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Taiwan says it found ASF in WH Group sausage

Chinese pork processor WH Group is investigating a claim by the Taiwan government that a sausage made by the company tested positive for African swine fever after it was brought there by a traveler.

Close-up of a red pushpin in a map of Taipei, Taiwan.
Tuomas Lehtinen | Bigstock.com

Chinese pork processor WH Group is investigating a claim by the Taiwan government that a sausage made by the company tested positive for African swine fever after it was brought there by a traveler.

Taiwan’s Council of Agriculture said it found a gene that was 100 percent similar to the African swine fever that has spread across China in recent months in a Shuanghui Crispy Sausage made by WH Group subsidiary Henan Shuanghui Investment and Development. The sausage was one of 306 meat products smuggled into Taiwan between August and October. WH Group said it has not found the disease in any of its products sold on China’s mainland.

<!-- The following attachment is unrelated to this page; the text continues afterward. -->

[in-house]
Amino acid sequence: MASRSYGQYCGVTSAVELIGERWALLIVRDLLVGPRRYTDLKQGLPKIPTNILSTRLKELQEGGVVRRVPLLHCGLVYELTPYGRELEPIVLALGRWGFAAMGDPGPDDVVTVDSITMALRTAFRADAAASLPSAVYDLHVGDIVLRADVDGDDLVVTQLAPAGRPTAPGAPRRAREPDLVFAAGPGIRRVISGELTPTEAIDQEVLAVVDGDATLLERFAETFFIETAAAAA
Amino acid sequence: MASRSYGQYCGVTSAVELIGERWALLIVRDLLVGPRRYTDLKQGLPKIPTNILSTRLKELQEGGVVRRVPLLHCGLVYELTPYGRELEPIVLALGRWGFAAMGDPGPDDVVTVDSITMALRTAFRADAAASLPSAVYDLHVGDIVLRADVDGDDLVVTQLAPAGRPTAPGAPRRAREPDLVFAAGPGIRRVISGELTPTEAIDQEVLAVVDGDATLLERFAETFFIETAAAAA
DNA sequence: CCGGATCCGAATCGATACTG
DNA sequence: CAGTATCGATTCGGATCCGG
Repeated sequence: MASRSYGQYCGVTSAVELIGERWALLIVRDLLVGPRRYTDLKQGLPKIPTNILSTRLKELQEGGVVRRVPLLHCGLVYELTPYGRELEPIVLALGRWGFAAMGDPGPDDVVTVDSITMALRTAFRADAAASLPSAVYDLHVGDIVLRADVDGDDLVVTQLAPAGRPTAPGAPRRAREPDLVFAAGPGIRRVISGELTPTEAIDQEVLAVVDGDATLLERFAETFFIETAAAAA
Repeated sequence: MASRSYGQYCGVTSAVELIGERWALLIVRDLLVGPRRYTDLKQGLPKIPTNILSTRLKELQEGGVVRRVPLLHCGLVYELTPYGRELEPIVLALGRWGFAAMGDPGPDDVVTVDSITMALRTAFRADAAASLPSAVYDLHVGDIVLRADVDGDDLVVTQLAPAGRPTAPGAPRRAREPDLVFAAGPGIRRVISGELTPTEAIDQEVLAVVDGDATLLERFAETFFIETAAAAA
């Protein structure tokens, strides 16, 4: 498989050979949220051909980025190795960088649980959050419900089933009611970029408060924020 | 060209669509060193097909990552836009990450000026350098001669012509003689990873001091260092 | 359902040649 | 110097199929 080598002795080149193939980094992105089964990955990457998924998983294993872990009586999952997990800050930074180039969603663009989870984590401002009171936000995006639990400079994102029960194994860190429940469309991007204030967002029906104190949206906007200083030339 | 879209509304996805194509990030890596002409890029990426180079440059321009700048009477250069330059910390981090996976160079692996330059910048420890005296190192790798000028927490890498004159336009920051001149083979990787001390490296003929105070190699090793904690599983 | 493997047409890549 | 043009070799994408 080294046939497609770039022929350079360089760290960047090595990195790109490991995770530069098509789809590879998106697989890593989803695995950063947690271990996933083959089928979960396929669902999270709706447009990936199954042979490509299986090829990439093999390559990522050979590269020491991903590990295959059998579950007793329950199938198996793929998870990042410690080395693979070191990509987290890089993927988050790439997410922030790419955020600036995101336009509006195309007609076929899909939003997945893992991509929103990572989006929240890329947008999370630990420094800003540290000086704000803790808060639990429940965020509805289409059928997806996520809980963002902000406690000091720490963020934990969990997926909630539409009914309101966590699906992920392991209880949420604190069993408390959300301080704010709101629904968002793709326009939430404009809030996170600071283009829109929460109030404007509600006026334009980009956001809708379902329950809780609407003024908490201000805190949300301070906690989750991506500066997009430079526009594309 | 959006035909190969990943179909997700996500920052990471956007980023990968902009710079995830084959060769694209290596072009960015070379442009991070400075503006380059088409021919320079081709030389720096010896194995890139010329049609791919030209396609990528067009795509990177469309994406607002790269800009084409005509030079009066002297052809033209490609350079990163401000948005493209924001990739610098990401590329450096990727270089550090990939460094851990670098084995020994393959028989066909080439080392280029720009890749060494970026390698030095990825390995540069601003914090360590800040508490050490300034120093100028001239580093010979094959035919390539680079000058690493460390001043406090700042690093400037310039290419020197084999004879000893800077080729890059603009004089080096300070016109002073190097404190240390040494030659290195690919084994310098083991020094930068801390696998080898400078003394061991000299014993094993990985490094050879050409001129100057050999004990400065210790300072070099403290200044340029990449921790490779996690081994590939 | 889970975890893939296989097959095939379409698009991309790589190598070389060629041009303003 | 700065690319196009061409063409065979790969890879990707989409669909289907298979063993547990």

South Korea and Japan have also reported finding the disease in processed meat products from China.

In August, WH Group found African swine fever in one of its slaughterhouses, which it closed for six weeks. Since the beginning of August, there have been more than 40 outbreaks of African swine fever across China and parts of Europe.

Although ASF does not affect humans, it is highly contagious and deadly among pigs, cannot be cured and has no vaccine. More than 200,000 hogs have been culled because of the disease this year.

Taiwan’s Bureau of Animal and Plant Health Inspection and Quarantine has increased searches of travelers’ luggage at airports and seaports to stop pork products from entering its borders. The U.S. Department of Agriculture also has said it is working with Customs and Border Protection staff to enhance screening of luggage to ensure restricted products are not coming into the U.S.

View our continuing coverage of the African swine fever outbreak.

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